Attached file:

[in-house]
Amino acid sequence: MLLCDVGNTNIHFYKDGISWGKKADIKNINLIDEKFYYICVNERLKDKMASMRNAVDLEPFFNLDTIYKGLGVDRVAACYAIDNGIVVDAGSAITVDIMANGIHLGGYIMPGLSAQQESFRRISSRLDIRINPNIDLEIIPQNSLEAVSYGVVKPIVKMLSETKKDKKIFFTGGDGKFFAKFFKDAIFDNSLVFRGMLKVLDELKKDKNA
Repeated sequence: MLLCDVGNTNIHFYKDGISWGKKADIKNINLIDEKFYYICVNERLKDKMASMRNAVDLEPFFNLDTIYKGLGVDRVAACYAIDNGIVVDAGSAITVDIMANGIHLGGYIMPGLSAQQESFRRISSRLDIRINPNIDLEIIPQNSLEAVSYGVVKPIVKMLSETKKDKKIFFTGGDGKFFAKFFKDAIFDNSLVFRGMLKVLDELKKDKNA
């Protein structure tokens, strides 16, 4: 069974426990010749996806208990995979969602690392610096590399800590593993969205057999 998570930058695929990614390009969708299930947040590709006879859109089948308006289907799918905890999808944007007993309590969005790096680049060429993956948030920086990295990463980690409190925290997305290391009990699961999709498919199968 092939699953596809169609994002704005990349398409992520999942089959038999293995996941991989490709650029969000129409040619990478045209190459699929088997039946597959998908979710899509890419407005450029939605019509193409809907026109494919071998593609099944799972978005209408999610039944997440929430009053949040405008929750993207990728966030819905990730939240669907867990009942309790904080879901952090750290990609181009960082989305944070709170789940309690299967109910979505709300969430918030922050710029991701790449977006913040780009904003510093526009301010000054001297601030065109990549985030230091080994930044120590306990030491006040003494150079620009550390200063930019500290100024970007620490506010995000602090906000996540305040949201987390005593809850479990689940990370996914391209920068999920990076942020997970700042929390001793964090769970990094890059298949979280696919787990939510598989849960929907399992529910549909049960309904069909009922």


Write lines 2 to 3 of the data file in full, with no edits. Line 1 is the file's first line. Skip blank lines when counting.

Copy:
Amino acid sequence: MLLCDVGNTNIHFYKDGISWGKKADIKNINLIDEKFYYICVNERLKDKMASMRNAVDLEPFFNLDTIYKGLGVDRVAACYAIDNGIVVDAGSAITVDIMANGIHLGGYIMPGLSAQQESFRRISSRLDIRINPNIDLEIIPQNSLEAVSYGVVKPIVKMLSETKKDKKIFFTGGDGKFFAKFFKDAIFDNSLVFRGMLKVLDELKKDKNA
Repeated sequence: MLLCDVGNTNIHFYKDGISWGKKADIKNINLIDEKFYYICVNERLKDKMASMRNAVDLEPFFNLDTIYKGLGVDRVAACYAIDNGIVVDAGSAITVDIMANGIHLGGYIMPGLSAQQESFRRISSRLDIRINPNIDLEIIPQNSLEAVSYGVVKPIVKMLSETKKDKKIFFTGGDGKFFAKFFKDAIFDNSLVFRGMLKVLDELKKDKNA